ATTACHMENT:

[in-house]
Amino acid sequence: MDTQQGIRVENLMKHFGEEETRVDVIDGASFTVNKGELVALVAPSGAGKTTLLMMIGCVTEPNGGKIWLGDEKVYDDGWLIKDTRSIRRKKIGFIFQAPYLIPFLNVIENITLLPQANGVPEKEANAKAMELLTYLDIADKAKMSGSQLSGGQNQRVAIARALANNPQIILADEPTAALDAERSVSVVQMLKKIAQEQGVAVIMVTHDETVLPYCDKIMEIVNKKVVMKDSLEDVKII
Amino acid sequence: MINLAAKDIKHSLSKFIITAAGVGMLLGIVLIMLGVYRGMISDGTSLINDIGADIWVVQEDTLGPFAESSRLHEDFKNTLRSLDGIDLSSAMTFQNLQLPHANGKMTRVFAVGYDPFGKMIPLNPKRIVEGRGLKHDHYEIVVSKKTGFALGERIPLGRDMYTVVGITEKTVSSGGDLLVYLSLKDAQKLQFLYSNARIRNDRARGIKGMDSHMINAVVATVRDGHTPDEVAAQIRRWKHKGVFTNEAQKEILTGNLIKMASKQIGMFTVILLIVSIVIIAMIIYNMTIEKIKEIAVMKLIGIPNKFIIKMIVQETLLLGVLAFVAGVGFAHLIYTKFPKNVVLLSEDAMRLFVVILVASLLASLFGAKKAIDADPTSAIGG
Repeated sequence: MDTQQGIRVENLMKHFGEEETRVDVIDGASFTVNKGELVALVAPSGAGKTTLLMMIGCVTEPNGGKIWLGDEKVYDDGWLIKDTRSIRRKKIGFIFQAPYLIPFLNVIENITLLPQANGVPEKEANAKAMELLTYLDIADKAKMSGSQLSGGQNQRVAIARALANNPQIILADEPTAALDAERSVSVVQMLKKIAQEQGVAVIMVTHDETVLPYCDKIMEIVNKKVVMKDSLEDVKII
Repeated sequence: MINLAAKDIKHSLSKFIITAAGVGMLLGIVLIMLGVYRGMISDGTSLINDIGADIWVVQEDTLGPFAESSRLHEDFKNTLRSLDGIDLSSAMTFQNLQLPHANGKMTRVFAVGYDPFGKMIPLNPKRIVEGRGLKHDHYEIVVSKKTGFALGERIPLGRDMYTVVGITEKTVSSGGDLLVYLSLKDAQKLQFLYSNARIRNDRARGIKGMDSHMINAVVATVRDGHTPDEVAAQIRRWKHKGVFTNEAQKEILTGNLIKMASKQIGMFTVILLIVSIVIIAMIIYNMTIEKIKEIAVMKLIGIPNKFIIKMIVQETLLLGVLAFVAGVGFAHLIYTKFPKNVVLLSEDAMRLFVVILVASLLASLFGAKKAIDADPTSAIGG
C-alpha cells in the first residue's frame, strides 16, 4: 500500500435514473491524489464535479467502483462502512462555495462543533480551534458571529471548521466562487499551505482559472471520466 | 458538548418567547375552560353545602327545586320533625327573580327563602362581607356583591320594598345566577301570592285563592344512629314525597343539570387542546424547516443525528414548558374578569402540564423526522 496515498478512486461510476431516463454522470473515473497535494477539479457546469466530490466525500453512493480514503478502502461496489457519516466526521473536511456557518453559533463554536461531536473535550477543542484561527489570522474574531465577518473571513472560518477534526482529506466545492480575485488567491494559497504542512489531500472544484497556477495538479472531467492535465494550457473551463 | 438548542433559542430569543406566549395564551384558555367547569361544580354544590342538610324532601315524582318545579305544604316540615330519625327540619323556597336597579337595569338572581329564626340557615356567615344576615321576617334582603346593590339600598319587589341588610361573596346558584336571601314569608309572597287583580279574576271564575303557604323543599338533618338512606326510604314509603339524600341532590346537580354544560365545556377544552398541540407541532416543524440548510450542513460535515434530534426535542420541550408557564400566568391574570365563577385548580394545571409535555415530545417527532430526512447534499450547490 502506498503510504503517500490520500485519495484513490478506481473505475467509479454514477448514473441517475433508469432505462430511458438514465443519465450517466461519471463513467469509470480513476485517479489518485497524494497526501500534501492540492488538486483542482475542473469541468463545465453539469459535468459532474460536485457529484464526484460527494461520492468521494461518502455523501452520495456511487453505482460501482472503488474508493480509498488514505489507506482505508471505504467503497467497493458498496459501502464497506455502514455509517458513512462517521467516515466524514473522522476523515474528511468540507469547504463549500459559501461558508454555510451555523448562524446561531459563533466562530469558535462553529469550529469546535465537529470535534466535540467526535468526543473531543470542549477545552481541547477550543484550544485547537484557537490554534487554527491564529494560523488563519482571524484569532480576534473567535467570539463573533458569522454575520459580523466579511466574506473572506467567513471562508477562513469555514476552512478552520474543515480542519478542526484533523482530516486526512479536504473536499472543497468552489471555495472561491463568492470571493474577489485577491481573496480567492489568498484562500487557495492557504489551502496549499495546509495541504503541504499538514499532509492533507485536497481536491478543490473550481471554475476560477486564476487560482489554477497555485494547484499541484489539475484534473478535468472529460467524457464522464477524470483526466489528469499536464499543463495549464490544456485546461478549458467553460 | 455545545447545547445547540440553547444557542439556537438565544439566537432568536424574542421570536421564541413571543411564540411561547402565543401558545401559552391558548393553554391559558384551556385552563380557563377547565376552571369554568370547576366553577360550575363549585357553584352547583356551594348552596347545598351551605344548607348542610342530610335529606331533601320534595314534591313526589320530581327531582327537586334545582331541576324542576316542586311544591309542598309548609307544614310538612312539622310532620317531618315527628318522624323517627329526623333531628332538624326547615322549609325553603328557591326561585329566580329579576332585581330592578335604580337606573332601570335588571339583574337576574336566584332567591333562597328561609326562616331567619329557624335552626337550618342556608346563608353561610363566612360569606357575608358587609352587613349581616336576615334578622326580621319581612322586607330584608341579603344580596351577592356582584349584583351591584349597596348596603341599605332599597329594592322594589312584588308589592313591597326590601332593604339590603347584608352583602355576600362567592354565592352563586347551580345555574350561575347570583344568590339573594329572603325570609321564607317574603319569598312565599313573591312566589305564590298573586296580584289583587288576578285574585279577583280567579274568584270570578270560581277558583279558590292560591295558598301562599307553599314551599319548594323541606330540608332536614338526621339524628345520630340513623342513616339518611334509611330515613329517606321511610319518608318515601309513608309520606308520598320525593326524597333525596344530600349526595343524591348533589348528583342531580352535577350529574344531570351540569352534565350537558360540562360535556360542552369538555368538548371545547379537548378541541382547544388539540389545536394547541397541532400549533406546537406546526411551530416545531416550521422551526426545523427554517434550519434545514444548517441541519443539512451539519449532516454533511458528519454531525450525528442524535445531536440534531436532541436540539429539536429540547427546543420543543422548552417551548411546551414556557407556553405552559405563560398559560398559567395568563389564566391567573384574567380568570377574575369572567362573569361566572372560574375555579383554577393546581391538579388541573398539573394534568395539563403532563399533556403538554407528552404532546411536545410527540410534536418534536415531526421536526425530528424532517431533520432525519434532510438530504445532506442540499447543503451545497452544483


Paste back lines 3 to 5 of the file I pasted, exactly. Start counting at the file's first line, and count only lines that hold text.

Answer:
Amino acid sequence: MINLAAKDIKHSLSKFIITAAGVGMLLGIVLIMLGVYRGMISDGTSLINDIGADIWVVQEDTLGPFAESSRLHEDFKNTLRSLDGIDLSSAMTFQNLQLPHANGKMTRVFAVGYDPFGKMIPLNPKRIVEGRGLKHDHYEIVVSKKTGFALGERIPLGRDMYTVVGITEKTVSSGGDLLVYLSLKDAQKLQFLYSNARIRNDRARGIKGMDSHMINAVVATVRDGHTPDEVAAQIRRWKHKGVFTNEAQKEILTGNLIKMASKQIGMFTVILLIVSIVIIAMIIYNMTIEKIKEIAVMKLIGIPNKFIIKMIVQETLLLGVLAFVAGVGFAHLIYTKFPKNVVLLSEDAMRLFVVILVASLLASLFGAKKAIDADPTSAIGG
Repeated sequence: MDTQQGIRVENLMKHFGEEETRVDVIDGASFTVNKGELVALVAPSGAGKTTLLMMIGCVTEPNGGKIWLGDEKVYDDGWLIKDTRSIRRKKIGFIFQAPYLIPFLNVIENITLLPQANGVPEKEANAKAMELLTYLDIADKAKMSGSQLSGGQNQRVAIARALANNPQIILADEPTAALDAERSVSVVQMLKKIAQEQGVAVIMVTHDETVLPYCDKIMEIVNKKVVMKDSLEDVKII
Repeated sequence: MINLAAKDIKHSLSKFIITAAGVGMLLGIVLIMLGVYRGMISDGTSLINDIGADIWVVQEDTLGPFAESSRLHEDFKNTLRSLDGIDLSSAMTFQNLQLPHANGKMTRVFAVGYDPFGKMIPLNPKRIVEGRGLKHDHYEIVVSKKTGFALGERIPLGRDMYTVVGITEKTVSSGGDLLVYLSLKDAQKLQFLYSNARIRNDRARGIKGMDSHMINAVVATVRDGHTPDEVAAQIRRWKHKGVFTNEAQKEILTGNLIKMASKQIGMFTVILLIVSIVIIAMIIYNMTIEKIKEIAVMKLIGIPNKFIIKMIVQETLLLGVLAFVAGVGFAHLIYTKFPKNVVLLSEDAMRLFVVILVASLLASLFGAKKAIDADPTSAIGG